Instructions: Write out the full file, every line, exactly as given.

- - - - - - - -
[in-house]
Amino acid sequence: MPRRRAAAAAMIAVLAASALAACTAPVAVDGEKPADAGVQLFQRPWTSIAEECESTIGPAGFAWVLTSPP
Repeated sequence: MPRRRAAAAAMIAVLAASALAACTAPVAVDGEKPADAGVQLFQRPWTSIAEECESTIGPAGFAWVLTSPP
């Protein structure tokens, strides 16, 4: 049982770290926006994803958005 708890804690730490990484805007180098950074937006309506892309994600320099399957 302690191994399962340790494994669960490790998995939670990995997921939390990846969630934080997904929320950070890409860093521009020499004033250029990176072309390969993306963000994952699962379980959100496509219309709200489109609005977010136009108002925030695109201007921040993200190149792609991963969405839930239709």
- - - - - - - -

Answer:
[in-house]
Amino acid sequence: MPRRRAAAAAMIAVLAASALAACTAPVAVDGEKPADAGVQLFQRPWTSIAEECESTIGPAGFAWVLTSPP
Repeated sequence: MPRRRAAAAAMIAVLAASALAACTAPVAVDGEKPADAGVQLFQRPWTSIAEECESTIGPAGFAWVLTSPP
């Protein structure tokens, strides 16, 4: 049982770290926006994803958005 708890804690730490990484805007180098950074937006309506892309994600320099399957 302690191994399962340790494994669960490790998995939670990995997921939390990846969630934080997904929320950070890409860093521009020499004033250029990176072309390969993306963000994952699962379980959100496509219309709200489109609005977010136009108002925030695109201007921040993200190149792609991963969405839930239709």